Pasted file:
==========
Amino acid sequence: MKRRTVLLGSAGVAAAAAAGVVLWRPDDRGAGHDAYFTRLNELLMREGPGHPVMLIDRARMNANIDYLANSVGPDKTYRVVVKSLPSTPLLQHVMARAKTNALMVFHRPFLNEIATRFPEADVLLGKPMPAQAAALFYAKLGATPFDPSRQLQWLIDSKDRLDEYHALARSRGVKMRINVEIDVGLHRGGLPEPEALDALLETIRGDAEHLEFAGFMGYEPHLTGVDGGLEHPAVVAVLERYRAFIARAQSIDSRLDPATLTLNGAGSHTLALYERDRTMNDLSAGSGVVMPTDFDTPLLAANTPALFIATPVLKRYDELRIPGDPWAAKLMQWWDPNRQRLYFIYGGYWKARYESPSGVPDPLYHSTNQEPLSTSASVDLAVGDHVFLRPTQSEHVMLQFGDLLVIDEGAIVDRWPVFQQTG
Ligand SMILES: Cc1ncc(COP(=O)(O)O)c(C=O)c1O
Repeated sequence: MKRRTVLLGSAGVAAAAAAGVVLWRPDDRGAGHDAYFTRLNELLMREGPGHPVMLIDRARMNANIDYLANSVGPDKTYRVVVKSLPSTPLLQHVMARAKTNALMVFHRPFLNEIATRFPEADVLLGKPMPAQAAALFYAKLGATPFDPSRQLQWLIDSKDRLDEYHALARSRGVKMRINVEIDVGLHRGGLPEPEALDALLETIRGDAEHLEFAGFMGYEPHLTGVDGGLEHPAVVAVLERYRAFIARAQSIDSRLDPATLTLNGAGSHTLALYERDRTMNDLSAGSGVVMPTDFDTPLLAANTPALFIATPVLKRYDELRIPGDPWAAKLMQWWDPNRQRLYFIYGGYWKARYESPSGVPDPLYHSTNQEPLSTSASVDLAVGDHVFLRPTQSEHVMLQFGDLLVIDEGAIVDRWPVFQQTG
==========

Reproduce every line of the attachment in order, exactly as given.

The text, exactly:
Amino acid sequence: MKRRTVLLGSAGVAAAAAAGVVLWRPDDRGAGHDAYFTRLNELLMREGPGHPVMLIDRARMNANIDYLANSVGPDKTYRVVVKSLPSTPLLQHVMARAKTNALMVFHRPFLNEIATRFPEADVLLGKPMPAQAAALFYAKLGATPFDPSRQLQWLIDSKDRLDEYHALARSRGVKMRINVEIDVGLHRGGLPEPEALDALLETIRGDAEHLEFAGFMGYEPHLTGVDGGLEHPAVVAVLERYRAFIARAQSIDSRLDPATLTLNGAGSHTLALYERDRTMNDLSAGSGVVMPTDFDTPLLAANTPALFIATPVLKRYDELRIPGDPWAAKLMQWWDPNRQRLYFIYGGYWKARYESPSGVPDPLYHSTNQEPLSTSASVDLAVGDHVFLRPTQSEHVMLQFGDLLVIDEGAIVDRWPVFQQTG
Ligand SMILES: Cc1ncc(COP(=O)(O)O)c(C=O)c1O
Repeated sequence: MKRRTVLLGSAGVAAAAAAGVVLWRPDDRGAGHDAYFTRLNELLMREGPGHPVMLIDRARMNANIDYLANSVGPDKTYRVVVKSLPSTPLLQHVMARAKTNALMVFHRPFLNEIATRFPEADVLLGKPMPAQAAALFYAKLGATPFDPSRQLQWLIDSKDRLDEYHALARSRGVKMRINVEIDVGLHRGGLPEPEALDALLETIRGDAEHLEFAGFMGYEPHLTGVDGGLEHPAVVAVLERYRAFIARAQSIDSRLDPATLTLNGAGSHTLALYERDRTMNDLSAGSGVVMPTDFDTPLLAANTPALFIATPVLKRYDELRIPGDPWAAKLMQWWDPNRQRLYFIYGGYWKARYESPSGVPDPLYHSTNQEPLSTSASVDLAVGDHVFLRPTQSEHVMLQFGDLLVIDEGAIVDRWPVFQQTG